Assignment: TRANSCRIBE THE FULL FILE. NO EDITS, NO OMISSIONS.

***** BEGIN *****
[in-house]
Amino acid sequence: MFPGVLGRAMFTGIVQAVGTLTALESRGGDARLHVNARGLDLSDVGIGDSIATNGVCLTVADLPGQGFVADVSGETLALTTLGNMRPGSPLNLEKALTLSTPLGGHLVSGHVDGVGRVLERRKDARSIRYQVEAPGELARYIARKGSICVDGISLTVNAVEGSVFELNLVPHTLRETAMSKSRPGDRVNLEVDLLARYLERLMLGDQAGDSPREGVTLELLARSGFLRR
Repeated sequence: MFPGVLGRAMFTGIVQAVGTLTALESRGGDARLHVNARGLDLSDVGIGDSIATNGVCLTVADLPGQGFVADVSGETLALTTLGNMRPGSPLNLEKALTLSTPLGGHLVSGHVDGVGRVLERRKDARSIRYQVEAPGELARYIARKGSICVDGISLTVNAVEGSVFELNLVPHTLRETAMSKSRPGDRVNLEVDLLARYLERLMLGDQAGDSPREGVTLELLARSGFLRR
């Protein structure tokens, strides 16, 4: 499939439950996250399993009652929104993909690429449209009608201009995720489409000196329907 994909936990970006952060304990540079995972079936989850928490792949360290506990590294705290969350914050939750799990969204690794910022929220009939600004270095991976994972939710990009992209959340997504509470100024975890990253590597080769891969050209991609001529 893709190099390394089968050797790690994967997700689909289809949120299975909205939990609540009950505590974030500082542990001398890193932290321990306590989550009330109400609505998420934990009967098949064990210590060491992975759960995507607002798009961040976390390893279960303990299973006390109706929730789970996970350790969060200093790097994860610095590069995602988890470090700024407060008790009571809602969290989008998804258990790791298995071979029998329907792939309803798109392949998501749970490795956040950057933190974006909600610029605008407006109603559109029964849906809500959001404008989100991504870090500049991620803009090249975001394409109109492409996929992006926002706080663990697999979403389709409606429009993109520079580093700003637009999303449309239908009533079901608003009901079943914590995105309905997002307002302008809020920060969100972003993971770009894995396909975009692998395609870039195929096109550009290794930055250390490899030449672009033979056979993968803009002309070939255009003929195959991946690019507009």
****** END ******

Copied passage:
[in-house]
Amino acid sequence: MFPGVLGRAMFTGIVQAVGTLTALESRGGDARLHVNARGLDLSDVGIGDSIATNGVCLTVADLPGQGFVADVSGETLALTTLGNMRPGSPLNLEKALTLSTPLGGHLVSGHVDGVGRVLERRKDARSIRYQVEAPGELARYIARKGSICVDGISLTVNAVEGSVFELNLVPHTLRETAMSKSRPGDRVNLEVDLLARYLERLMLGDQAGDSPREGVTLELLARSGFLRR
Repeated sequence: MFPGVLGRAMFTGIVQAVGTLTALESRGGDARLHVNARGLDLSDVGIGDSIATNGVCLTVADLPGQGFVADVSGETLALTTLGNMRPGSPLNLEKALTLSTPLGGHLVSGHVDGVGRVLERRKDARSIRYQVEAPGELARYIARKGSICVDGISLTVNAVEGSVFELNLVPHTLRETAMSKSRPGDRVNLEVDLLARYLERLMLGDQAGDSPREGVTLELLARSGFLRR
């Protein structure tokens, strides 16, 4: 499939439950996250399993009652929104993909690429449209009608201009995720489409000196329907 994909936990970006952060304990540079995972079936989850928490792949360290506990590294705290969350914050939750799990969204690794910022929220009939600004270095991976994972939710990009992209959340997504509470100024975890990253590597080769891969050209991609001529 893709190099390394089968050797790690994967997700689909289809949120299975909205939990609540009950505590974030500082542990001398890193932290321990306590989550009330109400609505998420934990009967098949064990210590060491992975759960995507607002798009961040976390390893279960303990299973006390109706929730789970996970350790969060200093790097994860610095590069995602988890470090700024407060008790009571809602969290989008998804258990790791298995071979029998329907792939309803798109392949998501749970490795956040950057933190974006909600610029605008407006109603559109029964849906809500959001404008989100991504870090500049991620803009090249975001394409109109492409996929992006926002706080663990697999979403389709409606429009993109520079580093700003637009999303449309239908009533079901608003009901079943914590995105309905997002307002302008809020920060969100972003993971770009894995396909975009692998395609870039195929096109550009290794930055250390490899030449672009033979056979993968803009002309070939255009003929195959991946690019507009």